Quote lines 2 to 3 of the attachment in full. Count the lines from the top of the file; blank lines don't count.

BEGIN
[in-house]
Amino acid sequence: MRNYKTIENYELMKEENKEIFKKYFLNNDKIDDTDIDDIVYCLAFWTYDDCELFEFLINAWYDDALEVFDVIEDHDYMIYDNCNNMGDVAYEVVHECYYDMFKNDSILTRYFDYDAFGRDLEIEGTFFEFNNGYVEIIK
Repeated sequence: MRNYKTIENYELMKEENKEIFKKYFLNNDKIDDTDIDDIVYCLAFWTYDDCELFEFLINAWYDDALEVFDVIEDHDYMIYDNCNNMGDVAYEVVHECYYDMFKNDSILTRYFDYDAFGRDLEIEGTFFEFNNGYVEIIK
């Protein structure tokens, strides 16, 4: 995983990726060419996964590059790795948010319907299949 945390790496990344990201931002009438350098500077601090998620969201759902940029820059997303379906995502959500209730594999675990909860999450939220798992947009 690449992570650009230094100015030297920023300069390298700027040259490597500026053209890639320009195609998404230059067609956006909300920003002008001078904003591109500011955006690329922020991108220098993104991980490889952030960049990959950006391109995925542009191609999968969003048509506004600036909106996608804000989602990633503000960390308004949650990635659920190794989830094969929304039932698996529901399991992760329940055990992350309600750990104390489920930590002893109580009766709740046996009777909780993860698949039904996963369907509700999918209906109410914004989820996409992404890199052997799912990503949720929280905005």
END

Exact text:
Amino acid sequence: MRNYKTIENYELMKEENKEIFKKYFLNNDKIDDTDIDDIVYCLAFWTYDDCELFEFLINAWYDDALEVFDVIEDHDYMIYDNCNNMGDVAYEVVHECYYDMFKNDSILTRYFDYDAFGRDLEIEGTFFEFNNGYVEIIK
Repeated sequence: MRNYKTIENYELMKEENKEIFKKYFLNNDKIDDTDIDDIVYCLAFWTYDDCELFEFLINAWYDDALEVFDVIEDHDYMIYDNCNNMGDVAYEVVHECYYDMFKNDSILTRYFDYDAFGRDLEIEGTFFEFNNGYVEIIK